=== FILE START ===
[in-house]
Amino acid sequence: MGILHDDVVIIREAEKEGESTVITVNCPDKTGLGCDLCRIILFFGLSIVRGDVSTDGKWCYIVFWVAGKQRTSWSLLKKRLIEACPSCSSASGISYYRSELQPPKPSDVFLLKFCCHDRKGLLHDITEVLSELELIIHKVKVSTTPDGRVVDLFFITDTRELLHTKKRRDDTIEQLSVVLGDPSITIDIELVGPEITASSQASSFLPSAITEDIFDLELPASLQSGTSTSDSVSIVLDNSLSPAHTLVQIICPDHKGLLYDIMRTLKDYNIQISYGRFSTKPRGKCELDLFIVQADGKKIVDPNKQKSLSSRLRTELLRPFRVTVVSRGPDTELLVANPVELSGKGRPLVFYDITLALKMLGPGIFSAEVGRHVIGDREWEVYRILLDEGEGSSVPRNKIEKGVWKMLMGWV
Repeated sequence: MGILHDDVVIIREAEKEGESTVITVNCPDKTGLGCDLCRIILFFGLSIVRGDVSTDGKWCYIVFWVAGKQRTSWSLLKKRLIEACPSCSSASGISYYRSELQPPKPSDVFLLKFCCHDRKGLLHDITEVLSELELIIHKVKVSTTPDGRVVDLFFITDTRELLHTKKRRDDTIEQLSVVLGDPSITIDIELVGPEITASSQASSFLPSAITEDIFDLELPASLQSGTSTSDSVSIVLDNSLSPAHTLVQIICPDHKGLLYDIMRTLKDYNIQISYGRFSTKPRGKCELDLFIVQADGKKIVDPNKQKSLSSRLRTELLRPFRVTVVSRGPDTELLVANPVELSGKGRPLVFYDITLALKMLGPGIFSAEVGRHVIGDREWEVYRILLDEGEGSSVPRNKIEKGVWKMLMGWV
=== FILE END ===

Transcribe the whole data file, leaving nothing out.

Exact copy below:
[in-house]
Amino acid sequence: MGILHDDVVIIREAEKEGESTVITVNCPDKTGLGCDLCRIILFFGLSIVRGDVSTDGKWCYIVFWVAGKQRTSWSLLKKRLIEACPSCSSASGISYYRSELQPPKPSDVFLLKFCCHDRKGLLHDITEVLSELELIIHKVKVSTTPDGRVVDLFFITDTRELLHTKKRRDDTIEQLSVVLGDPSITIDIELVGPEITASSQASSFLPSAITEDIFDLELPASLQSGTSTSDSVSIVLDNSLSPAHTLVQIICPDHKGLLYDIMRTLKDYNIQISYGRFSTKPRGKCELDLFIVQADGKKIVDPNKQKSLSSRLRTELLRPFRVTVVSRGPDTELLVANPVELSGKGRPLVFYDITLALKMLGPGIFSAEVGRHVIGDREWEVYRILLDEGEGSSVPRNKIEKGVWKMLMGWV
Repeated sequence: MGILHDDVVIIREAEKEGESTVITVNCPDKTGLGCDLCRIILFFGLSIVRGDVSTDGKWCYIVFWVAGKQRTSWSLLKKRLIEACPSCSSASGISYYRSELQPPKPSDVFLLKFCCHDRKGLLHDITEVLSELELIIHKVKVSTTPDGRVVDLFFITDTRELLHTKKRRDDTIEQLSVVLGDPSITIDIELVGPEITASSQASSFLPSAITEDIFDLELPASLQSGTSTSDSVSIVLDNSLSPAHTLVQIICPDHKGLLYDIMRTLKDYNIQISYGRFSTKPRGKCELDLFIVQADGKKIVDPNKQKSLSSRLRTELLRPFRVTVVSRGPDTELLVANPVELSGKGRPLVFYDITLALKMLGPGIFSAEVGRHVIGDREWEVYRILLDEGEGSSVPRNKIEKGVWKMLMGWV